Annotators were instructed to draw line segments between any two towers that were connected by a power line. In such cases, a line segment was drawn from the center of the first tower’s rectangle to the center of the second tower’s rectangle. Examples of line segment annotations are provided by the green lines in Fig. 4.

It sometimes occurs that PG lines connect towers in two neighboring tiles. This potentially creates substantial additional complexity when annotating and processing the imagery. This can also substantially slow down the processing of imagery with deep learning models because large image tiles may not fit into the memory of graphics processing units. In order to circumvent these potential problems, we created artificial ”Edge Nodes” (EN) that were placed at any location where a PG line crossed the boundary of an image tile. An example EN node is shown in Fig. 4. This formalism allows us to maintain a fully self-contained graph representation of each image tile so that each tile can be processed separately. Similar to the ”OT” nodes, the EN nodes were included in all ground truth as graph nodes. However, because EN nodes do not actually represent PG towers, we do not use ”EN” nodes for training or evaluating tower detection or PG graph inference output.

Each annotator was trained to recognize PG towers (including the OT and EN designations) and lines using two especially challenging tiles of imagery that were identified by our team. To ensure overall quality and consistency in the dataset, each annotator’s training annotations were reviewed for accuracy before that annotator was permitted to annotate more tiles. We also note that annotators were asked to annotate any substations (”SS”) that were present in the imagery. These substations were not included in our experiments, however for completeness, we include their annotation details in the Appendix.

Fig. 4: An example of annotation. The green lines represent the power line and blue box represent the transmission tower. The white box represents the edge node, which is not a physically real object. It is annotated for the completeness of power line connectivity across tiles.

Iii-C Dataset characteristics and analysis

In this section, we present qualitative and quantitative analyses of the dataset to (i) illustrate the diversity of the dataset, as well as (ii) provide useful information for algorithm development and analysis of our experimental results. Basic statistics regarding the dataset are presented in Table I. From these basic statistics we can see that there are substantial differences between the three regions. For example, New Zealand has the highest density (per unit area) of PG infrastructure – by a large margin - while Kansas has a greater density than Arizona. New Zealand also has the greatest number of line connections per tower.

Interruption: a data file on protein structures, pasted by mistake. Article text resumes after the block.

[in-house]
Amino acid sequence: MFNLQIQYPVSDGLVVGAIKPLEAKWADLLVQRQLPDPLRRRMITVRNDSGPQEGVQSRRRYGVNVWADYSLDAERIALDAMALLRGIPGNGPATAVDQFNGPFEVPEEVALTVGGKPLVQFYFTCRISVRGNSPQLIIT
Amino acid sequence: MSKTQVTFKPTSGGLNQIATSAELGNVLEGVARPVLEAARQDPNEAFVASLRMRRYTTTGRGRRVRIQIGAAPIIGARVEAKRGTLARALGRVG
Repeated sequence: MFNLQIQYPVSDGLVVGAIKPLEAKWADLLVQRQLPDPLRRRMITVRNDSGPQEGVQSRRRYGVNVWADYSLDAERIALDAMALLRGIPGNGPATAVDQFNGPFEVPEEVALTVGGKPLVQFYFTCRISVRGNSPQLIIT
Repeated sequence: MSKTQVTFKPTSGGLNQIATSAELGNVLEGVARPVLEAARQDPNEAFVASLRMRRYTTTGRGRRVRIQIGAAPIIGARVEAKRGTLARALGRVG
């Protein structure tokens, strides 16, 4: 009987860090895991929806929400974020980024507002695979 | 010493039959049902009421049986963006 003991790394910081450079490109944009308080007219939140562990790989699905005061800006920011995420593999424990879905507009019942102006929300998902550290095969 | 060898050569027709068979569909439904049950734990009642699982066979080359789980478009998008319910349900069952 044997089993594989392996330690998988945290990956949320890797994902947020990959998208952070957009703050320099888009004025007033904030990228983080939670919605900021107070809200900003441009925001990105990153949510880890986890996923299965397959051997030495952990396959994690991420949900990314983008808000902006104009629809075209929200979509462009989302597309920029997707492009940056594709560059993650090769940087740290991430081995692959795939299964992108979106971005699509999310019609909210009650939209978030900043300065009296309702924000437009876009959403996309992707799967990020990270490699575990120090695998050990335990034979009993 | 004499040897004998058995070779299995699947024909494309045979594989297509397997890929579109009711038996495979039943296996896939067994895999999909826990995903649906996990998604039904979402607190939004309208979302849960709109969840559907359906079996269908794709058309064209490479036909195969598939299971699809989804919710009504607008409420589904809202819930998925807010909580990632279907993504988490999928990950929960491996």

Fig. 5: Top Row: Stacked histogram of the tower (‘T’) sizes. Dark color bars mean towers only connected to two other towers. Light color bars mean towers connected to three or more towers. Middle Row: Distribution of the lengths power line length between two connected towers. Bottom Row: Number of unique power line angles categorized in 20 groups. More unique angles mean more complex connection pattern. Note the scale of the y axis is not the same for New Zealand in the first and third rows.

Fig. 5 presents several other useful statistical features associated with the dataset, stratified by location. We briefly summarize some of the main observations. The first row indicates that New Zealand has substantially smaller towers than the US locations on average. All three plots in the top row also show that the towers in all three regions are usually connected to two towers, with a small number of towers having three or more connections, especially in Arizona. The second row indicates that there is a wide, but relatively similar, distribution of line lengths across all three locations. This is a useful distribution for limiting the potential towers connected to a given tower (e.g., we need not consider towers further than 100 meters away). Furthermore, we observe New Zealand has substantially more power lines compared to the other three regions. Finally, in row three, we create a crude measure for the complexity of the PG (per unit area); we count the number of unique line angles within each tile, using 18 discrete possible angle bins. A histogram of the number of unique line angles, per tile, is created for each location. The results indicate that the PG in New Zealand is substantially more complex, on average, than the others, since the histogram suggests that power lines in New Zealand have various different orientations. This analysis provides important information such as the two regions in US are relatively similar, except Kansas has more power line connections and the grid pattern is slightly more complex. The New Zealand region has substantially more complex PG compared to the other two regions.